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Why Aren’t Hospitals Addressing ER Boarding?

Posted on April 29, 2024

If you have ever been admitted to a hospital via the Emergency Room, you might have spent several hours or longer waiting for your room. Known as “ER boarding,” the process has you lying on a gurney in the ER hallway while doctors and nurses tend to new patients. With the medical staff no longer focused on you, ER boarding is a dangerous practice that could increase your risk of dying in the hospital, reported Forbes magazine.

ERs aren’t equipped to handle patients for extensive times, noted the authors. This could lead to delays in care and/or medication errors. As the ER becomes more crowded with boarders, there’s also less room for new patients, which creates increased wait times for everyone else.

At issue is getting into an available hospital bed. The process can be delayed for several reasons: the beds may be reserved for more lucrative elective surgery patients, they may be filled with other current patients, or the nurses in an intended department or floor may just be too busy to immediately accept new patients.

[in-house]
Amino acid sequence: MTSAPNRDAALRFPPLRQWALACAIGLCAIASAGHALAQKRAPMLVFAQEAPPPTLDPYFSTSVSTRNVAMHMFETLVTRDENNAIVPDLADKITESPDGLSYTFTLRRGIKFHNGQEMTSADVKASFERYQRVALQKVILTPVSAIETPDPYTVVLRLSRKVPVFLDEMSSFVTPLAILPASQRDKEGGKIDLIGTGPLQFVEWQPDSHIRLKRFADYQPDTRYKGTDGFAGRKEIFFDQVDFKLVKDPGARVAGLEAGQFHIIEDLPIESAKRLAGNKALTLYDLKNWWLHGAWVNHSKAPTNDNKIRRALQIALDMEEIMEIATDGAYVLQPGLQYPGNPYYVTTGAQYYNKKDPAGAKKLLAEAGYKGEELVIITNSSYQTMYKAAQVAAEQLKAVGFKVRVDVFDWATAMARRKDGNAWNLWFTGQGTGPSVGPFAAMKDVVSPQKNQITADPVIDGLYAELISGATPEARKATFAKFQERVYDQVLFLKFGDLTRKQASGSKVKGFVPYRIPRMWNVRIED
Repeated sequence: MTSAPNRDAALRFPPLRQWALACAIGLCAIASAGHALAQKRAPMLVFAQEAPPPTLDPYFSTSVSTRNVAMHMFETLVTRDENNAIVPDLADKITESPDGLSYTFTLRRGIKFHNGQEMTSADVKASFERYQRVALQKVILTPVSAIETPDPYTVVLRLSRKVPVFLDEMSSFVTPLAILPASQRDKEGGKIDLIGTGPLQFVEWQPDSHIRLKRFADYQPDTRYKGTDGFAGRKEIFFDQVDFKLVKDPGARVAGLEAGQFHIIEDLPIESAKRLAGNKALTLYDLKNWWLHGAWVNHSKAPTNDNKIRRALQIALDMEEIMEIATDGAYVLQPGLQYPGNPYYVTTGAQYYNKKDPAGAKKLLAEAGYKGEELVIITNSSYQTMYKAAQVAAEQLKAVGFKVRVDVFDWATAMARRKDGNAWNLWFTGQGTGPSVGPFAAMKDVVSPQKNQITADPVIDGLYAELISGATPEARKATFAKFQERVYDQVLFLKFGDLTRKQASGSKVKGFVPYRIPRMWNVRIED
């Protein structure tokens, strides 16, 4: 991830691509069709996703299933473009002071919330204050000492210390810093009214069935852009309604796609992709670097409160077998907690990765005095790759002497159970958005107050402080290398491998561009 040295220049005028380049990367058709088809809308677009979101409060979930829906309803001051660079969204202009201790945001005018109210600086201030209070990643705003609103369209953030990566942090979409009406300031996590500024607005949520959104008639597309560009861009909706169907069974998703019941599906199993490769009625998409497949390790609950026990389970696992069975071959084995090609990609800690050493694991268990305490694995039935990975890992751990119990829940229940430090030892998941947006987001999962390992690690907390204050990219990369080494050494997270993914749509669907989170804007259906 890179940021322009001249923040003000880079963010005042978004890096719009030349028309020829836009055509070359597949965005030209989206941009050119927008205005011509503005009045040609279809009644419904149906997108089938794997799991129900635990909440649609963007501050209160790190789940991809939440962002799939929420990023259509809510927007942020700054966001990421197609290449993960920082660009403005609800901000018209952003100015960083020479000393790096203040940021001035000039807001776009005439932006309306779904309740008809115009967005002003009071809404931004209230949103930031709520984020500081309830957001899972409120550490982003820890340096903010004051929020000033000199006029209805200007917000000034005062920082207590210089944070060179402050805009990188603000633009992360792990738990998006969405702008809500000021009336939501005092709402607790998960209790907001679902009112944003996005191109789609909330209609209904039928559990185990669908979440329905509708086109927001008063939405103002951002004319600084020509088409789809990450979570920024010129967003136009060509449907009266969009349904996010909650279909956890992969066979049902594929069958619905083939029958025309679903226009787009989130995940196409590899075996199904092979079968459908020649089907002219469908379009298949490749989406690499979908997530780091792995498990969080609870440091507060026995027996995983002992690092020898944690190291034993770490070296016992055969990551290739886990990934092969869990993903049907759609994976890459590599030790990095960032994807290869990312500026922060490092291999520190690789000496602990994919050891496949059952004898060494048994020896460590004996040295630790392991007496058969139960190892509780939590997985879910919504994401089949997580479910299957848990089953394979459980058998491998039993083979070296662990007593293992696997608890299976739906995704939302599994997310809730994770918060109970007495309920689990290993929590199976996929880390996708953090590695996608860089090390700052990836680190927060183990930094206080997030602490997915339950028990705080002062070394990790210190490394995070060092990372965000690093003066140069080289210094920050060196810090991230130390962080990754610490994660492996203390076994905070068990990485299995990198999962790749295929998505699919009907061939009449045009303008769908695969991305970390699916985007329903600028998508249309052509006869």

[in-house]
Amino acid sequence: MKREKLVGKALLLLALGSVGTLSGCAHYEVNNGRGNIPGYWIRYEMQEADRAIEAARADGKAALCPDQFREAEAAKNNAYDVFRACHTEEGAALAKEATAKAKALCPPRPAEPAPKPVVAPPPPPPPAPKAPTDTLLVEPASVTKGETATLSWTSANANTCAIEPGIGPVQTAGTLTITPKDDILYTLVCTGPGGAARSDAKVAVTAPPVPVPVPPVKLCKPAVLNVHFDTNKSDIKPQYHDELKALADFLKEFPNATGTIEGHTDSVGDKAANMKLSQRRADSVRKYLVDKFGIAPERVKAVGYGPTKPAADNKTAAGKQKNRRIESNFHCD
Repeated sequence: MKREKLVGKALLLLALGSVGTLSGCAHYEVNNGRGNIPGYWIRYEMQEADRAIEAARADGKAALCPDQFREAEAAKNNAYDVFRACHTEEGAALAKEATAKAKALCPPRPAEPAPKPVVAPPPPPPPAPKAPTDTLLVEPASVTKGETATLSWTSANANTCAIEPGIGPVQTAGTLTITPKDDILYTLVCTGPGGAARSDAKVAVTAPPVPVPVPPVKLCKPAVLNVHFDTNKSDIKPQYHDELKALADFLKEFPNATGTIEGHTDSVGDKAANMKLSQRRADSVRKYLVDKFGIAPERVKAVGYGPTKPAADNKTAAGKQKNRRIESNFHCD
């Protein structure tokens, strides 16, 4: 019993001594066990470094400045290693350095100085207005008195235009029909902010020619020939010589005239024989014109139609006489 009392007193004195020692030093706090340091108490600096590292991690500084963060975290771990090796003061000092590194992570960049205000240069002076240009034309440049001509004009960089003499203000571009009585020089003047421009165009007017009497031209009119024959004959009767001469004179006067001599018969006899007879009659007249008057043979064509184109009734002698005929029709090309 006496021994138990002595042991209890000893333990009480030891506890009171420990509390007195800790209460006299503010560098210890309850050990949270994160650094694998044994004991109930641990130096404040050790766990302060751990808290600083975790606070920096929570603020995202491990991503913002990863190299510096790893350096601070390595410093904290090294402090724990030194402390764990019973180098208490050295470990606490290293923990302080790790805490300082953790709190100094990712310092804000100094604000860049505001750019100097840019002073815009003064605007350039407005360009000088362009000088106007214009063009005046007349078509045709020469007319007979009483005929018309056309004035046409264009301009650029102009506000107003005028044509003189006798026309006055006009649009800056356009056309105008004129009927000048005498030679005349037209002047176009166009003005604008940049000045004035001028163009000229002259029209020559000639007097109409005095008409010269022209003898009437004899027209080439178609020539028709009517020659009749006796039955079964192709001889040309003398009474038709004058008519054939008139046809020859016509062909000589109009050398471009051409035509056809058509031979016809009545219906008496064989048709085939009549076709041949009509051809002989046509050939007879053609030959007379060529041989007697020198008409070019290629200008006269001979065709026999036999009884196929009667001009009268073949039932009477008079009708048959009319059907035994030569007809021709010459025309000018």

The National Academy of Medicine called ER boarding a “national crisis” back in 2006, but not much has been done since then to address the problem. Many hospitals choose not to fix it because there’s no downside in the status quo. While the Joint Commission, a hospital accrediting group, notes that boarding more than four hours is a patient safety issue, it does not track ER boarding, nor does it hold hospitals accountable. There are no financial penalties, and boarding times are not publicly reported.

Delayed care and other poor decisions in the ER can have serious and even life-threatening implications. Tom Duffy has recovered tens of millions of dollars for victims of emergency room injury and negligence, including a $21,000,000 verdict for a patient discharged with misdiagnosed hypoglycemia. If you suspect that you or a loved one is a victim of medical malpractice at a Philadelphia hospital, please contact us.